I talked barbecue budget last week and this week I’m on to a group trip budget. Am I money obsessed or what? Nah. These have both been planned for a while, but you know, I’m a procrastinator. So first of all, you might think this is a more appropriate topic for a travel blogger. I disagree. Travel bloggers already know how to get all kinds of deals on their travel, and they’re not usually doing it in groups. Regular folks like me who enjoy meeting up with friends in fun locations know the truth. When planning a group trip, especially the group trip budget, someone has to take the reins. That, my friends, is a job for a hostess – even a frenzied one,
I made up a little questionnaire that I’ll attach, much like I did for my guide to maid of honor budgeting, but let’s talk about a few things first. People are weird about money. Sooo weird. I’m not sure why we’ve made society this way, but in general, people don’t go around discussing their pay, and they certainly don’t discuss all their debts. So, even though you probably have a good idea of what your friends make (you know their occupation, their general cost of living, etc., even if it never comes up), you likely don’t know how much they actually get to keep. This makes budgeting for a whole bunch of people a hassle beyond belief. Hopefully my own experiences can help you keep the peace and keep it simple!
Guide to Group Trip Budgets
Get a number.
I’m serious. Get a firm number from those wily friends of yours, even the ones that refuse to be pinned down. You don’t have to stick to that number, but if you’re the one in charge, there is nothing more frustrating than having people say, “Oh, it doesn’t matter, quality is more important than cost.” You know why it’s frustrating? Because unless you’re millionaires, which I assume you’re not if you’re reading this, cost is important. Don’t want to ask the whole group for a number? That’s fine. Do a quick search for one budget friendly vacay, one middle of the road, and one fancy. Send all three to your friends and see where they land. When they give you their choice, you can do better research in the chosen price range and not feel like you’re wasting your time.
Decide if equality is important.
Obviously equality is important in general, but you know what I mean. When you’re planning a group trip budget, there’s a few ways to break down your costs if you’re all leaving from one place – but there’s tons if you’re coming from different locations. Should you all stay in one HomeAway place but have the people who flew in pay less than the people who drove? Should you have people who stayed only one night pay less, or friends who shared a room get a discount? Or, heaven forbid, should your high roller of the group be allowed to pitch in extra to get the glamorous digs they can afford? I’ll dive deeper on this for the questionnaire, but keep it in the back of your mind.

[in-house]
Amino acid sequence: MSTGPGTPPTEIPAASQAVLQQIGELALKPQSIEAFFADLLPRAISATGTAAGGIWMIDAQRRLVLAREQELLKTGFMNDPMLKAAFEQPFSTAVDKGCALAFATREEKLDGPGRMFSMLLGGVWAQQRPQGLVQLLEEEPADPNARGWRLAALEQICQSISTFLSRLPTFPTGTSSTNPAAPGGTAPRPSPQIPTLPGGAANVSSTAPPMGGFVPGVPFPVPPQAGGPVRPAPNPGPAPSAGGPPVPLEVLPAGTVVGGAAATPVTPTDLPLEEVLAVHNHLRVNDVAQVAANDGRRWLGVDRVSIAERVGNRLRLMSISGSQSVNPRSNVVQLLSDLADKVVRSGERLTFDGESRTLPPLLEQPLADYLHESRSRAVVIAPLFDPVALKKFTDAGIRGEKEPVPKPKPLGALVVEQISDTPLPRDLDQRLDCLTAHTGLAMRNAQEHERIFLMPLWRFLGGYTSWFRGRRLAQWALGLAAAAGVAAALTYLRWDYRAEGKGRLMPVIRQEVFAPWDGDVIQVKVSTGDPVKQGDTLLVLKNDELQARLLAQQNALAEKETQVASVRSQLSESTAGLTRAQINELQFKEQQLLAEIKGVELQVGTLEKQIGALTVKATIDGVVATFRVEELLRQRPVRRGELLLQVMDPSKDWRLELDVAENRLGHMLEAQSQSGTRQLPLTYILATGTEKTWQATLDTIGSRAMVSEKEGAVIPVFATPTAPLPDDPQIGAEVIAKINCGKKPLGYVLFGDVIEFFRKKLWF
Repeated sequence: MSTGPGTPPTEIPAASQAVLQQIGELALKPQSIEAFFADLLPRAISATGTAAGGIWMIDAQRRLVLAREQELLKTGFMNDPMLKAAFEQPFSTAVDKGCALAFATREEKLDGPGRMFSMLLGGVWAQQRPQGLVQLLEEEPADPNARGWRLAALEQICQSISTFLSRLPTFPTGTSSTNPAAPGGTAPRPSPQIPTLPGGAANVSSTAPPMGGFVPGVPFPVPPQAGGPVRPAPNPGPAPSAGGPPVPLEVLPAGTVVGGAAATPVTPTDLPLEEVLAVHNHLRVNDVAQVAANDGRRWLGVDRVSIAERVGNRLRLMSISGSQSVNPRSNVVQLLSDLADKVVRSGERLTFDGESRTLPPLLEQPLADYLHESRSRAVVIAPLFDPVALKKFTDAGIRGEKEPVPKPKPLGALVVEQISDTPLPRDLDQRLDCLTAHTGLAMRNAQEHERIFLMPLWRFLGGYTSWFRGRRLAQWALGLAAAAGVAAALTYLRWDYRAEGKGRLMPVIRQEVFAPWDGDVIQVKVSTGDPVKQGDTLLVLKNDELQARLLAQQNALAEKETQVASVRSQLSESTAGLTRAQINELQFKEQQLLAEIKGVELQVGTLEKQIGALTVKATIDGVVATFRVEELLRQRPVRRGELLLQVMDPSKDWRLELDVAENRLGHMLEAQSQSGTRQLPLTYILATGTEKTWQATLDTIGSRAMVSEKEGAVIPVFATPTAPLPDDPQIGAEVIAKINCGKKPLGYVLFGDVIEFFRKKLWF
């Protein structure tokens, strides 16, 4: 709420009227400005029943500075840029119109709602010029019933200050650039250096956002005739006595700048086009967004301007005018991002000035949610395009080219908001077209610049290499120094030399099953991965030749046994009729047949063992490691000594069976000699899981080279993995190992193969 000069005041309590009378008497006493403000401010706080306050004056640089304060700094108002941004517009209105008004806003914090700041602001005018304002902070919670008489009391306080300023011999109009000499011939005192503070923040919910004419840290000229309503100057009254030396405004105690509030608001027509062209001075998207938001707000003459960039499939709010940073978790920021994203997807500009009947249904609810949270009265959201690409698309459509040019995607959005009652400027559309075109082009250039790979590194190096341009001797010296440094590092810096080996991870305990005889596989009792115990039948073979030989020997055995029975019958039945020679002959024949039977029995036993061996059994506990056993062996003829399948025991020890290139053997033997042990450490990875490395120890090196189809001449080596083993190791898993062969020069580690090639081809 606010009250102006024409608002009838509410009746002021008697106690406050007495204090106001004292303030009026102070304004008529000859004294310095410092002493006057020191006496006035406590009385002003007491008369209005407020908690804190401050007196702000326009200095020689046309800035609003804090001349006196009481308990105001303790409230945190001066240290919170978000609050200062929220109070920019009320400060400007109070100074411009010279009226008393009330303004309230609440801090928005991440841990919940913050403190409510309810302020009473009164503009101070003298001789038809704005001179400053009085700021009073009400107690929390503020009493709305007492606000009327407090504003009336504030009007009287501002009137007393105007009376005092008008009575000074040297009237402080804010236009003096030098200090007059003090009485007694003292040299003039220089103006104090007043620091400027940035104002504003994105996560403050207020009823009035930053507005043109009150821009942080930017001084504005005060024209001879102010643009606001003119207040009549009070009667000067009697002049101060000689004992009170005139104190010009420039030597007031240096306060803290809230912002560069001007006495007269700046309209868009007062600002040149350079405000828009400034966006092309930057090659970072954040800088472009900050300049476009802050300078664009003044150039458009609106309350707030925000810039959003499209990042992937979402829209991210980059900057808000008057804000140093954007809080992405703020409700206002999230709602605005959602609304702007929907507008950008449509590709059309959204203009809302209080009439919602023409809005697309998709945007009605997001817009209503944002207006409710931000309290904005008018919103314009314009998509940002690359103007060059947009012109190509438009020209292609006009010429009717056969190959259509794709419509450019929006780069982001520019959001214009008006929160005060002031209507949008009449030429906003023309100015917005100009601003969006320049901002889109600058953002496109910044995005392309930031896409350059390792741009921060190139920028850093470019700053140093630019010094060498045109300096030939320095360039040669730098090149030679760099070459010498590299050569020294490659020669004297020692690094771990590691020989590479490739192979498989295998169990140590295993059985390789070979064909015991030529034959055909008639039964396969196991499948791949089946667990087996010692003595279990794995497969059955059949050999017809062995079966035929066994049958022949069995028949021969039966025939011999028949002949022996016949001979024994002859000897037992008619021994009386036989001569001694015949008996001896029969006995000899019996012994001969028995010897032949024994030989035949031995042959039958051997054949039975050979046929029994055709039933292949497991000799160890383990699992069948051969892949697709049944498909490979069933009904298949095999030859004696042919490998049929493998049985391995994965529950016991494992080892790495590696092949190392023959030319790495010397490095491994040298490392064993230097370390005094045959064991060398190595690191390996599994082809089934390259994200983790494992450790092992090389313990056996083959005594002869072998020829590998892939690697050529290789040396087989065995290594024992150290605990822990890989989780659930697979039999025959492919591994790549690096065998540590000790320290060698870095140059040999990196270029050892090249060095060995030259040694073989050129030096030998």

Determine how you’ll get paid.
There are two types of people in this world: those that Venmo was created for and those that say, “You get the next one.” It doesn’t really matter which type you are, but you need to make sure you’re all on the same page. Since you’re the one doing all the work, there’s a good chance you’ll also be the one footing the bill. First, make sure you can afford your trip by yourself if necessary. Yes, the whole thing. If not, you need to get everyone else’s shares up front. If you’re wondering why only one person would pay for everything, house rentals won’t take fifty different credit cards, someone has to put a deposit down for group rates, matching reunion t-shirts won’t be sold individually, etc. The internet has made it ridiculously easy to take care of this though, so don’t let it deter you.
Agree to a grocery list if eating in.
One of the fun things about a group vacation is having big cookouts or breakfasts. But, you’re going on vacation. Unless you’re staying really close by, you won’t want to bring food from home or pack leftovers. This means extra planning so that one person can take it on (you don’t have to go yourself) or one big group shopping trip. Now that only one shopping trip has been made, and the items were agreed upon, you can easily split the bill. One note: it’s a good idea to have someone bring spices. They fit in suitcases and make your food so much tastier, but they’re expensive and you can’t split them when you’re done.
You don’t need to scrap your plans if you can’t agree.
My final tip in creating your group trip budget – just because you don’t have the same budget doesn’t mean you can’t enjoy the same trip. Perhaps instead of that huge cabin you were going to rent you get individual hotel rooms wherever is affordable, then meet at your various locations. Maybe you switch your cross-country beach trip to the closest lake. If some of you want to camp and others wants luxury digs, it could be time for you to try glamping. There are all kinds of ways to compromise if in the end your budgets just don’t match up. Don’t let money differences ruin your good time.
Group Trip Budget Questionnaire
Friends, if all these tips just don’t cut through the red tape enough, pass out this questionnaire. It can be anonymous. There are two versions below, one in Excel for editing and one in PDF if you prefer. Good luck with your planning and hit me up in the comments if you have more questions to add or want to share your experiences planning a group trip budget!